When Waawaakeyash, or Keller Paap, and Lisa LaRonge first opened the Waadookodaading Ojibwe Language Immersion School in Hayward in northwestern Wisconsin in 2000, it felt less like a school and more like a “pilot program.”
The married couple, some elders and eight kindergarteners gathered in a small conference room. None of them had teaching experience. Waawaakeyash, now the school’s executive director, wasn’t entirely fluent in the Ojibwemowin language himself, and his lesson plans largely consisted of outdoor activities with students or cultural outings with their families.
Since then, Waadookodaading — “the place where we help each other” — has developed into a K-8 school with over 10 teachers and teacher trainees and over 70 students. Through a Memorandum of Understanding with the Lac Courtes Oreilles Ojibwe School, it has the sovereign autonomy to implement a full culture and language immersion program on a campus that is physically connected to LCO Ojibwe School’s elementary, middle and high school classrooms but remains systematically its own.
“I’ve seen over the last 20 years people who’ve come through here and watched families grow up,” Waawaakeyash said. “They are taking a lot of these core values as an Ojibwe person ... to stay the course of their identity within the mainstream world and what they choose to do in advanced studies. That’s the ultimate impact we want.”
The school is located on the reservation of the Lac Courtes Oreilles Band of Lake Superior Chippewa, a federally recognized band of the Ojibwe Nation with over 7,000 registered members. Waadookodaading is committed to the preservation of the Ojibwe language and culture, a stark contrast from a state landscape that continues to see academic achievement gaps for Native American students in schools served primarily by white teachers and administrators.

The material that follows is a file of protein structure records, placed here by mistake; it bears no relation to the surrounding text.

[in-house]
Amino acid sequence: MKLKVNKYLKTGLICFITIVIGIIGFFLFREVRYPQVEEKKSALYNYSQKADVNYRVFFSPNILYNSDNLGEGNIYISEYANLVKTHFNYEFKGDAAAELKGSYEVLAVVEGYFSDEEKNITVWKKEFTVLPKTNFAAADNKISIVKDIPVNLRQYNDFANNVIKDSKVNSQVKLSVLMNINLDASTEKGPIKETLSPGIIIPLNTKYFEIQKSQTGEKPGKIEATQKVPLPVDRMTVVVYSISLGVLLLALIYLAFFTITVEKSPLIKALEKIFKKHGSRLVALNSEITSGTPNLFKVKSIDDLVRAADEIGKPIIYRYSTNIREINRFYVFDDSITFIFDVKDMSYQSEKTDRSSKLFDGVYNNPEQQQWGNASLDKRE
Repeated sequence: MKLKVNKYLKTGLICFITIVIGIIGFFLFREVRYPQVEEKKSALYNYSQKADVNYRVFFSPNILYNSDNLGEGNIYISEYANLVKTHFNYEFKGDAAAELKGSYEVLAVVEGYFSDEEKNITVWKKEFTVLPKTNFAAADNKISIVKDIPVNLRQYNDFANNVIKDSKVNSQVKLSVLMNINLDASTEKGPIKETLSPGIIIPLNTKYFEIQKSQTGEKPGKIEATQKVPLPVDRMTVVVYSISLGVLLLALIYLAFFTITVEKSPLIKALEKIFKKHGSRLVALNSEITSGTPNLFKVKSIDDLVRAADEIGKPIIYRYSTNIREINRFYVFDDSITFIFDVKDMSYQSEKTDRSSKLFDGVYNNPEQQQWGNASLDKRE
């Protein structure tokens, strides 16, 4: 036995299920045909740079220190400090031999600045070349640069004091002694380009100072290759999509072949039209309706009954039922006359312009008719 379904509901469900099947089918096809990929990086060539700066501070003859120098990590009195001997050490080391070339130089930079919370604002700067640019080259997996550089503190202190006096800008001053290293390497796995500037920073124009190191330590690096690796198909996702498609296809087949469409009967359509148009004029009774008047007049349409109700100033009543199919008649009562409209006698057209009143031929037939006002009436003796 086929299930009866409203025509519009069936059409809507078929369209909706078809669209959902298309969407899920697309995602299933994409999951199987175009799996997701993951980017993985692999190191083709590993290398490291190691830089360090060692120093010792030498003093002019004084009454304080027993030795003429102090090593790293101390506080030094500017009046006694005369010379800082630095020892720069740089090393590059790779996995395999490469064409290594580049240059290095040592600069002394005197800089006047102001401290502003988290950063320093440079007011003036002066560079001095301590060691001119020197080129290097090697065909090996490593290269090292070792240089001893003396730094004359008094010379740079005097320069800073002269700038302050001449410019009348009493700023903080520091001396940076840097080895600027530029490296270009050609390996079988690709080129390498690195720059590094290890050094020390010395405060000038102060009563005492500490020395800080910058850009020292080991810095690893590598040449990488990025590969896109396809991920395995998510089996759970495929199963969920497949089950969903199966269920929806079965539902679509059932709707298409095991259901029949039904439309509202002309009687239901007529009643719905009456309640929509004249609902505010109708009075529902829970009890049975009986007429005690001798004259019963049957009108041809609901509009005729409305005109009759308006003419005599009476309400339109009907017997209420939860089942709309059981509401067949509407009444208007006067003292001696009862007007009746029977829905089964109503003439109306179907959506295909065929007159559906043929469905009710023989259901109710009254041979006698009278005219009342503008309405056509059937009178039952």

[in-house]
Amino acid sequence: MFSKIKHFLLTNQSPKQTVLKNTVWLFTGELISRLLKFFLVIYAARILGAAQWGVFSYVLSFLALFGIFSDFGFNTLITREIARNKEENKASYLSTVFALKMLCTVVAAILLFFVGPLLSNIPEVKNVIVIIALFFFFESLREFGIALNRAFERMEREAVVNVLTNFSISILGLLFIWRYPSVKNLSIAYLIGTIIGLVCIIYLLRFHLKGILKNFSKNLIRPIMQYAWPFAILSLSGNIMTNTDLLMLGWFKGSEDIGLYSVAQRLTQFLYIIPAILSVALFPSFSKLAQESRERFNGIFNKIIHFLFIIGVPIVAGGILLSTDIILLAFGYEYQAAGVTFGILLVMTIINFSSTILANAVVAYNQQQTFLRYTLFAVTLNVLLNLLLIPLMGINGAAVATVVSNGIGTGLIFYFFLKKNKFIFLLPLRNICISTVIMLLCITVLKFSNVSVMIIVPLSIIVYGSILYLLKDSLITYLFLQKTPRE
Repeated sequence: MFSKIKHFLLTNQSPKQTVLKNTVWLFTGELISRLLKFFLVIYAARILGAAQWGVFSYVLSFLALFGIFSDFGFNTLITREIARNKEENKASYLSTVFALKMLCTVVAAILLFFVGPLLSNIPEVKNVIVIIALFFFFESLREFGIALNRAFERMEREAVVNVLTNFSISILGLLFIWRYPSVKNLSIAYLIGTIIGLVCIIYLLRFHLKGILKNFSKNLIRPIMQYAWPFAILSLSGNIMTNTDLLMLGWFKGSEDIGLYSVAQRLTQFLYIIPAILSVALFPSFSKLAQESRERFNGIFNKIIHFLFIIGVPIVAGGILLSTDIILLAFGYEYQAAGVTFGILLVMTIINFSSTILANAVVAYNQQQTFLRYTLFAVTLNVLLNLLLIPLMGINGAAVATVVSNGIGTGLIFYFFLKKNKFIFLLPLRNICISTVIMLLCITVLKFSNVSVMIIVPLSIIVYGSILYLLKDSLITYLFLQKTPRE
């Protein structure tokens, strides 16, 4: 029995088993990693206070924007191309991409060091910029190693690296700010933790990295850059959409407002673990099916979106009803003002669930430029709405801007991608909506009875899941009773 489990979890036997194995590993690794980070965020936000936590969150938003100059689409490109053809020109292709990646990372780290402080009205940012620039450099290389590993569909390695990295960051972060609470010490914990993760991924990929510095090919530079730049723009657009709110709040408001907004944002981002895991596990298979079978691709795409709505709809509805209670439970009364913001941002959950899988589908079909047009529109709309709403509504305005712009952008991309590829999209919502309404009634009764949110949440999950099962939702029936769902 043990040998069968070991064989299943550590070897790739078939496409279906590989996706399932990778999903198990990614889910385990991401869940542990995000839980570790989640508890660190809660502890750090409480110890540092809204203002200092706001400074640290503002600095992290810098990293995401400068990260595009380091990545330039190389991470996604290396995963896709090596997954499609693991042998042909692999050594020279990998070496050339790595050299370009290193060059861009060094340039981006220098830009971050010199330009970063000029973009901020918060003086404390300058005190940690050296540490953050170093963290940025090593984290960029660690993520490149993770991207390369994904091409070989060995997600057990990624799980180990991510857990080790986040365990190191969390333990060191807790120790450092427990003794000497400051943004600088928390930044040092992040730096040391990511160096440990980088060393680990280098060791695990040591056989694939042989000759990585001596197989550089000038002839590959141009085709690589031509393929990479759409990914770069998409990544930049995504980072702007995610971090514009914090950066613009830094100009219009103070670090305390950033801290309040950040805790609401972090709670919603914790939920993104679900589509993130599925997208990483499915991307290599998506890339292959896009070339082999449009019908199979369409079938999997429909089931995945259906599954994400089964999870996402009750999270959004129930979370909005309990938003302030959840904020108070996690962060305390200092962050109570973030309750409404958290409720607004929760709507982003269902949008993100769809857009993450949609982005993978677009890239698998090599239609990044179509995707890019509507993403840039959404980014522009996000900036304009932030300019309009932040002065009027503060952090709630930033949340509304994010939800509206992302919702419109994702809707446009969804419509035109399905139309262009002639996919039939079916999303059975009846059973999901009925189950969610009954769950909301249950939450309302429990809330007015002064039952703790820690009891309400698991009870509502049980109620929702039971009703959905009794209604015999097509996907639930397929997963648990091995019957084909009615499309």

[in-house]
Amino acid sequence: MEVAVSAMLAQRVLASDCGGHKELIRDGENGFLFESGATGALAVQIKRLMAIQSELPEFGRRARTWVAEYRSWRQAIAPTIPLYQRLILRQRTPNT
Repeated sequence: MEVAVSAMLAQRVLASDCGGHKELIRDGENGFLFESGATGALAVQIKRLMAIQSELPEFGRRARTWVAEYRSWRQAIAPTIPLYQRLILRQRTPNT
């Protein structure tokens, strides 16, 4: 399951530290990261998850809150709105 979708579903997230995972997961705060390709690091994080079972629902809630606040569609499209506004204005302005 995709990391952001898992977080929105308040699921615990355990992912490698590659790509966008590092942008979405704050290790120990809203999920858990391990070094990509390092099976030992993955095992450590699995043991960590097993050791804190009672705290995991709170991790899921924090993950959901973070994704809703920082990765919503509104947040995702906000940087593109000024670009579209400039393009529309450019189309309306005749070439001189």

Aside from a few language courses, northern Wisconsin’s six school districts serving the highest Native American student populations employ almost exclusively western models of education. They employ a total of only one Native American part-time administrator and 25 licensed staff, or 4.3% and 0.4% of administrators and staff, according to the Department of Public Instruction’s 2016 demographics data.
Districts don’t fare much better statewide. Though 28.8% of public school students are not white, DPI data shows that only 9% of administrators and 4.8% of licensed staff are people of color. This means that, across the state, districts would have to replace 800 administrators and 16,000 staff with people of color to reflect the student population.